How not to write a resignation letter

Resigning from a job is a difficult decision with many implications to consider; the main ones being whether you can afford to leave and if you have another position lined up. If you want a career change, for instance you may be working in customer service and decide to become an iPhone developer, the process is just the same as it would be in any other job.

It may be easier to look for other IT jobs if that’s what you have come from because your skills will be immediately transferable, but there are a few ways to resign. You can resign orally, in which case you need to work out what you are going to say before you say it and stick to it. Your boss may try to get more information than you are willing to give; in this situation don’t be obstructive but make it clear that you are submitting an oral resignation. It is also important to talk of the positives within your job and what you enjoyed – you may be leaving, but you don’t know that in the future you will cross paths with your current employer and you don’t want to burn any bridges.

It is possible your boss will become emotional or even angry, if that happens then it’s important not to also become angry. Simply stick to what you have prepared to say. Be as cooperative as possible and leave the meeting on a good note, stressing that you will deal with the handover of any uncompleted work as best you can. First impressions are important, but so are last ones.

You can also resign in writing, which gives you more time to prepare what you want to say and also removes the possibility of you having to think on your feet because your boss won’t be in front of you when he learns of your desire to leave. Remember not to be personal in your letter; just because you are leaving does not mean you can list the bad things at work or what you don’t like about your boss. Just state that you are leaving and be as nice as possible in what you have to say. This is especially important in writing because anything you say will be kept in your personal file, and the last thing you want is a negative comment coming back to bite you in the future.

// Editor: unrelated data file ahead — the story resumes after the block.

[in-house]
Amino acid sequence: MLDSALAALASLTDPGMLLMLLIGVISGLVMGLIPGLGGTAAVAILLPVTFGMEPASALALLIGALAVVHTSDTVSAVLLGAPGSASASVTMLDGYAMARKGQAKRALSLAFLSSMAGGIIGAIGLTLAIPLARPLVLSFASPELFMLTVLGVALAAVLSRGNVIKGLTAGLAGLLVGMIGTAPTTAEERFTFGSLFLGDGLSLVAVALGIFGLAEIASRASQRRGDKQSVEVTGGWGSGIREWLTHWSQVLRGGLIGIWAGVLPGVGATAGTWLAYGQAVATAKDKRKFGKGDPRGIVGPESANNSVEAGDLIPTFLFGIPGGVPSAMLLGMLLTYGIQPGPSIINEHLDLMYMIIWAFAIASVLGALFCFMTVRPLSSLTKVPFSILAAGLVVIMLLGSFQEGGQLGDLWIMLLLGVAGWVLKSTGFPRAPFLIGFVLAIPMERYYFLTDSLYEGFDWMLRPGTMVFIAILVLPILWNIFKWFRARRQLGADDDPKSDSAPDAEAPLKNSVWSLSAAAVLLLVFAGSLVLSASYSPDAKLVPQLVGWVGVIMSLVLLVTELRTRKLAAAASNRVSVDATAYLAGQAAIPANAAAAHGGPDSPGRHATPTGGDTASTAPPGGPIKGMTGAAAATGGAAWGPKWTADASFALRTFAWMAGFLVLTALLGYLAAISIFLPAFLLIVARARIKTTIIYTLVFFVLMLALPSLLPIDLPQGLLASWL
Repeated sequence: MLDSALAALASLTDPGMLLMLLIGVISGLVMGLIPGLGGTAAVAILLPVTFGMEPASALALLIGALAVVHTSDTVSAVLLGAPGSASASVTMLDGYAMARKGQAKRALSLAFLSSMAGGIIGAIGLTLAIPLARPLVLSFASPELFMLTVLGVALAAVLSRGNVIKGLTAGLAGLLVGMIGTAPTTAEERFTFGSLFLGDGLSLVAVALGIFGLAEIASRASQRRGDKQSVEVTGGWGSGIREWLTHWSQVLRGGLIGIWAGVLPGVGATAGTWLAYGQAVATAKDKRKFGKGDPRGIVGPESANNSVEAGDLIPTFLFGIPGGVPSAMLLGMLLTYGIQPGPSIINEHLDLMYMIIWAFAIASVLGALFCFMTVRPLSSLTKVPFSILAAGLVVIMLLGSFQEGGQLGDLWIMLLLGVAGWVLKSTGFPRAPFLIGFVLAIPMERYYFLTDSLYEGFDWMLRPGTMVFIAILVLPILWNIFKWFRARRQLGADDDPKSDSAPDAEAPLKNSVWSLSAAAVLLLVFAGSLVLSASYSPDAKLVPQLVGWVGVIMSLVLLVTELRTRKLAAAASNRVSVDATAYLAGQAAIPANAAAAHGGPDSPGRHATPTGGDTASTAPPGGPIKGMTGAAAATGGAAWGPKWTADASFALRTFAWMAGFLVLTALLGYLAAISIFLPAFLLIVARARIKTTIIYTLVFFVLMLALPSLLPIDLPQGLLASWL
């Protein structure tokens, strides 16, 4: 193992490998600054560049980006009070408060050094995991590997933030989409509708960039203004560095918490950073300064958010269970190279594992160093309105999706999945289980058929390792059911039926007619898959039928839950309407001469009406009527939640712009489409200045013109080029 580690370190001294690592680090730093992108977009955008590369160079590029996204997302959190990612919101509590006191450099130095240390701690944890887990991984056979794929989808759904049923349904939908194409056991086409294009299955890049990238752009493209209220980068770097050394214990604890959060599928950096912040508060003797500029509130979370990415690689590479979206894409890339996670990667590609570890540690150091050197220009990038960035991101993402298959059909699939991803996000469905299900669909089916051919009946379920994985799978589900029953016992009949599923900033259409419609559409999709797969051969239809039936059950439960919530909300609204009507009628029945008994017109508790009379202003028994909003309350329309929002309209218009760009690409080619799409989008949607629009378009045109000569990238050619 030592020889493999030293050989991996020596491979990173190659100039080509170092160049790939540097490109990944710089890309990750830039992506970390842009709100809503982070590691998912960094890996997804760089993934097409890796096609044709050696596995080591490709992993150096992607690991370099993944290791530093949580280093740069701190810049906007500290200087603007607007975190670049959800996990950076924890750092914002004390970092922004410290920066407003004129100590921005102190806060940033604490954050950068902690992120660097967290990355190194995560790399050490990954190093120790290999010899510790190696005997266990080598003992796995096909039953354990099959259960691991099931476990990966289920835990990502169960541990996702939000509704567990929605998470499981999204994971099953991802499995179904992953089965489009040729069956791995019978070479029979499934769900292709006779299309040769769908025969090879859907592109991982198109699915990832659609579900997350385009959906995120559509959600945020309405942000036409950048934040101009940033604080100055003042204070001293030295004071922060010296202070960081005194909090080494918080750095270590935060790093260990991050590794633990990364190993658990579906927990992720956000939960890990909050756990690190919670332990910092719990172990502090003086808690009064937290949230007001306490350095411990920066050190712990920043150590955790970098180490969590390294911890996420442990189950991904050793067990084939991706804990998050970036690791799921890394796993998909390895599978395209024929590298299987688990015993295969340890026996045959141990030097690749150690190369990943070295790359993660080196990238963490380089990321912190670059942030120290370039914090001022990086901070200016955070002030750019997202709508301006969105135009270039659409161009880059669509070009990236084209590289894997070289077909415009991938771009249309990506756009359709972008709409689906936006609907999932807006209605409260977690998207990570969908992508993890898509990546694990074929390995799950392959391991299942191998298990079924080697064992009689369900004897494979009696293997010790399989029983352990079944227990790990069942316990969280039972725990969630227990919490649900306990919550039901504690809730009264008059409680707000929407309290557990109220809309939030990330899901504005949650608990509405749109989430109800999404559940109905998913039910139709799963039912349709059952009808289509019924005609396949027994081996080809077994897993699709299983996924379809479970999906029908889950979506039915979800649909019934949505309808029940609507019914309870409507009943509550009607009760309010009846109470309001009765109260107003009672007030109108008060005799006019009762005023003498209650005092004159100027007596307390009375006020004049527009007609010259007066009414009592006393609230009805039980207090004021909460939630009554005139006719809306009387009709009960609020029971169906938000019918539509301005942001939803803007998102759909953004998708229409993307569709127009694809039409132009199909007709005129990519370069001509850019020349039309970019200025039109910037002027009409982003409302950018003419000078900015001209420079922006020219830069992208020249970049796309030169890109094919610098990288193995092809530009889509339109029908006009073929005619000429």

If, however, you have issued your resignation and later change your mind, it is possible to withdraw it. Employers don’t have to accept a withdrawal, but there is an option for a reasonable period of time to pass, within which an employee can state their desire to revoke their resignation and continue working. What constitutes a reasonable period of time is not set in stone, but is usually considered to be a day or two.

It is worth remembering though that even if you want to withdraw a resignation, an employer can say no. This emphasises the need to be absolutely certain you want to leave and it isn’t a spur of the moment decision, and also the need to be polite and positive in your resignation, so that if you do decide to withdraw it the employer has no reason to reject it out of spite. If, on the other hand, your resignation is scathing and a rant against the boss and the company, the chances are slim that your withdrawal will be accepted.

What it comes down to is making sure you are totally certain you want to leave, which includes knowing you can handle the mortgage and provide for the family if you don’t have another job lined up before leaving, and that you handle the resignation in a professional manner.